Mayors of Utah Valley: Provo shines through challenges | Mayors of Utah Valley

Wayne Parker, the phenomenal Chief Administrative Officer of Provo City, wrote the following for our workforce in the city. It discusses key actions he witnessed as Provo City employees and residents adapted to events no one could have predicted. I thought his good overview deserved a wider audience. I share his pride and have never been able to thank him enough for his contributions to our city. Kudos to every Provo City employee and resident who has helped Provo not only survive the past 12 months but get stronger through them.

“When the building in the city center shook during the earthquake on March 18, 2020, our city became active. Our employees in the building gathered around each other to make sure that their employees were safe. Dick Blackham and the facility team gave the building a thorough check-out after the staff left the building to make sure it could be reoccupied safely. Our operations center team met most of the day to review the data and see how the city fared during the quake. And while we didn’t take the brunt of the quake this morning, our systems performed well, reminding me of how well we respond when there is a crisis.

“As the pandemic accelerated and intensified, we were all breaking new ground. The mayor and management team focused intensely on the city’s response to circumstances that changed daily. We haven’t ignored the problems the pandemic brought about, as some other agencies have, but we haven’t overreacted either. We worked together, investigated and reacted in such a way that we could react flexibly.

“Our budgets for fiscal years 2020 and 2021 had to be adjusted based on the best available information. The city’s operations were affected by a hiring freeze. The staff gave up some historical benefits to make sure we didn’t have to take layoffs or vacation days. We teamed up there as the financial problems associated with the pandemic became clearer.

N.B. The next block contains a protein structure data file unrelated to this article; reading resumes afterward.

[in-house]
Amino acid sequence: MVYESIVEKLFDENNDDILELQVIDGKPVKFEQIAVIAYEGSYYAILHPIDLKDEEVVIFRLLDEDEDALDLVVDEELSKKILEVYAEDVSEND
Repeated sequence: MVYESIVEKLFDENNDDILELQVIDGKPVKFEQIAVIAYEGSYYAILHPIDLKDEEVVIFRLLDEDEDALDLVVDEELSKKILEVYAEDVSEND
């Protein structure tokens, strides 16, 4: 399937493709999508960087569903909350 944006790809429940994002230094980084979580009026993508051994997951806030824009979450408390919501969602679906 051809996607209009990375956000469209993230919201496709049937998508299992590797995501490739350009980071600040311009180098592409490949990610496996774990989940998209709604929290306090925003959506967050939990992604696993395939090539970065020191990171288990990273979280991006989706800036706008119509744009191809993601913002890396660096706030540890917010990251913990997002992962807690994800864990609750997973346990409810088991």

“I’ve seen our dedicated city workers – especially those on the front lines – respond to the crisis with our usual compassion and professionalism. Our paramedics responded to any medical emergency and were unsure of the patient’s health. Our library staff provided resources to families when they moved to home school. Our electrical workers have coped with changes in electricity needs as more and more people worked remotely and attended school. And as always, we’ve kept clean water going, picked up trash and recycling, inspected new buildings, and treated wastewater to protect our environment.

“When testing for COVID-19 became an issue, the city rallied in partnership with TestUtah and the Provo Towne Center to create a drive-through testing site – the first in the county and one of the first in the state. We took an innovative approach that has become the model for other partnerships in the community’s response to the coronavirus.

“Our management team and elected officials responded to the ever-changing direction we had received from state, county and federal health officials. We followed this guide and balanced it with a desire to keep our facilities as open as possible in order to provide the necessary services to our residents. It was a difficult balancing act, but we did it. And we did it together.

“We created vacation programs, bought laptops and extra bandwidth, and updated our teleworking policy to allow many of our remote workers to do so.

“I watched our customer service reps at 311 call center handle so many calls and visits from residents with utility billing issues and treated all of our residents with respect and courtesy. When a new billing system was being rolled out in the middle of the pandemic, fate tossed them a big curve ball, but they handled it well and worked diligently to solve problems. The 311 Center was one of the superstars of the past year.

“Provo has the lowest median household income parish in our county, yet we’re by far the most generous, nonprofit parish in the country. Provo residents support each other, know their neighbors and offer help when needed. And we do that better than any other community I know.

“During the holidays, I kept watching Provo families adopt families who were less fortunate for Christmas – in greater numbers than ever before. A single family I know was given an entire Christmas holiday – including food, gifts, and cash – from an anonymous family when this single mother lost her job due to the pandemic. I watched people walk in and pay overdue utility bills from neighbors who couldn’t afford to keep up due to layoffs or job loss. These stories are repeated countless times in every neighborhood in Provo.

“And throughout all of this, we have remained strong, resilient, and compassionate. But that’s exactly what we’re doing in Provo. “

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